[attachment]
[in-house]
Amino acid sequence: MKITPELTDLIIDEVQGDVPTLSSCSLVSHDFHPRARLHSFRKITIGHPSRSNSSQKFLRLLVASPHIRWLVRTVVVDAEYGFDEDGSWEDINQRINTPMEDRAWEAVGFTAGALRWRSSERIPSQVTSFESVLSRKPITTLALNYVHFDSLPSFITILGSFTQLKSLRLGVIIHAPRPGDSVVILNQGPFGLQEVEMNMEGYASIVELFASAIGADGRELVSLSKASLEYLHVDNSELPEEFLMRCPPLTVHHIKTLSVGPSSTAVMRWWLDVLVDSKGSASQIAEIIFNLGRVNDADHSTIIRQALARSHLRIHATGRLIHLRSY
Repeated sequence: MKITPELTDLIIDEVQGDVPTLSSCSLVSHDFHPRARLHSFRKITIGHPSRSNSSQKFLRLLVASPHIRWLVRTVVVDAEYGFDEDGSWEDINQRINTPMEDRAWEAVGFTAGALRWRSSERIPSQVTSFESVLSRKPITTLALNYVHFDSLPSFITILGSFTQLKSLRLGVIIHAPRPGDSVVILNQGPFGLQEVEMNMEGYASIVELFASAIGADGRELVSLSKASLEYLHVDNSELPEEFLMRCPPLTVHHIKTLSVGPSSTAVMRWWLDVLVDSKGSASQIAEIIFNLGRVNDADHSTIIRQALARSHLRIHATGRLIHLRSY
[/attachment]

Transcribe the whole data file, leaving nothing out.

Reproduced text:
[in-house]
Amino acid sequence: MKITPELTDLIIDEVQGDVPTLSSCSLVSHDFHPRARLHSFRKITIGHPSRSNSSQKFLRLLVASPHIRWLVRTVVVDAEYGFDEDGSWEDINQRINTPMEDRAWEAVGFTAGALRWRSSERIPSQVTSFESVLSRKPITTLALNYVHFDSLPSFITILGSFTQLKSLRLGVIIHAPRPGDSVVILNQGPFGLQEVEMNMEGYASIVELFASAIGADGRELVSLSKASLEYLHVDNSELPEEFLMRCPPLTVHHIKTLSVGPSSTAVMRWWLDVLVDSKGSASQIAEIIFNLGRVNDADHSTIIRQALARSHLRIHATGRLIHLRSY
Repeated sequence: MKITPELTDLIIDEVQGDVPTLSSCSLVSHDFHPRARLHSFRKITIGHPSRSNSSQKFLRLLVASPHIRWLVRTVVVDAEYGFDEDGSWEDINQRINTPMEDRAWEAVGFTAGALRWRSSERIPSQVTSFESVLSRKPITTLALNYVHFDSLPSFITILGSFTQLKSLRLGVIIHAPRPGDSVVILNQGPFGLQEVEMNMEGYASIVELFASAIGADGRELVSLSKASLEYLHVDNSELPEEFLMRCPPLTVHHIKTLSVGPSSTAVMRWWLDVLVDSKGSASQIAEIIFNLGRVNDADHSTIIRQALARSHLRIHATGRLIHLRSY